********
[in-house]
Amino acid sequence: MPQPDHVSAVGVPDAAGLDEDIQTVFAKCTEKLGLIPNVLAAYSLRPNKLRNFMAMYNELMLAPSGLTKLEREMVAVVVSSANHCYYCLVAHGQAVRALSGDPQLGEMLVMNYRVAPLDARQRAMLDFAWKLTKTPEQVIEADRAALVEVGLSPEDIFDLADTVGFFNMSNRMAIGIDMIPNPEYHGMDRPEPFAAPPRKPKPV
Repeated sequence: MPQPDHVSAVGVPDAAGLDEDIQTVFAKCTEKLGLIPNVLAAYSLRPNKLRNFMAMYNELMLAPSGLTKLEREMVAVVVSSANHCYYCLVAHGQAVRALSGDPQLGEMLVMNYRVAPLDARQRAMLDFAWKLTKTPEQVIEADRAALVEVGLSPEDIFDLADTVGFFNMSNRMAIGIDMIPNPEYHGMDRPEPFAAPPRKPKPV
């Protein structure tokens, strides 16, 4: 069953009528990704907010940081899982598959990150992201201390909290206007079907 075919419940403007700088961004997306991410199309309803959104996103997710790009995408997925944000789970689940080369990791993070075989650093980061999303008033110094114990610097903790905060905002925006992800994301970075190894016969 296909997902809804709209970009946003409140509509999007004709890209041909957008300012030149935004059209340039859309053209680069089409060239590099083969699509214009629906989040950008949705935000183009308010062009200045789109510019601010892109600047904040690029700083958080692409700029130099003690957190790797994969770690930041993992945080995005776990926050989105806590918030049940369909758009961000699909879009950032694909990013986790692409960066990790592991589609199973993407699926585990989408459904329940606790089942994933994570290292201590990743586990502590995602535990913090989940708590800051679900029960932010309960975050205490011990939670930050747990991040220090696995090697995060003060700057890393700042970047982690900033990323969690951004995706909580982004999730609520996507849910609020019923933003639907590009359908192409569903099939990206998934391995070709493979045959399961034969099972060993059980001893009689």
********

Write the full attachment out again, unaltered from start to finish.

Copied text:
[in-house]
Amino acid sequence: MPQPDHVSAVGVPDAAGLDEDIQTVFAKCTEKLGLIPNVLAAYSLRPNKLRNFMAMYNELMLAPSGLTKLEREMVAVVVSSANHCYYCLVAHGQAVRALSGDPQLGEMLVMNYRVAPLDARQRAMLDFAWKLTKTPEQVIEADRAALVEVGLSPEDIFDLADTVGFFNMSNRMAIGIDMIPNPEYHGMDRPEPFAAPPRKPKPV
Repeated sequence: MPQPDHVSAVGVPDAAGLDEDIQTVFAKCTEKLGLIPNVLAAYSLRPNKLRNFMAMYNELMLAPSGLTKLEREMVAVVVSSANHCYYCLVAHGQAVRALSGDPQLGEMLVMNYRVAPLDARQRAMLDFAWKLTKTPEQVIEADRAALVEVGLSPEDIFDLADTVGFFNMSNRMAIGIDMIPNPEYHGMDRPEPFAAPPRKPKPV
């Protein structure tokens, strides 16, 4: 069953009528990704907010940081899982598959990150992201201390909290206007079907 075919419940403007700088961004997306991410199309309803959104996103997710790009995408997925944000789970689940080369990791993070075989650093980061999303008033110094114990610097903790905060905002925006992800994301970075190894016969 296909997902809804709209970009946003409140509509999007004709890209041909957008300012030149935004059209340039859309053209680069089409060239590099083969699509214009629906989040950008949705935000183009308010062009200045789109510019601010892109600047904040690029700083958080692409700029130099003690957190790797994969770690930041993992945080995005776990926050989105806590918030049940369909758009961000699909879009950032694909990013986790692409960066990790592991589609199973993407699926585990989408459904329940606790089942994933994570290292201590990743586990502590995602535990913090989940708590800051679900029960932010309960975050205490011990939670930050747990991040220090696995090697995060003060700057890393700042970047982690900033990323969690951004995706909580982004999730609520996507849910609020019923933003639907590009359908192409569903099939990206998934391995070709493979045959399961034969099972060993059980001893009689």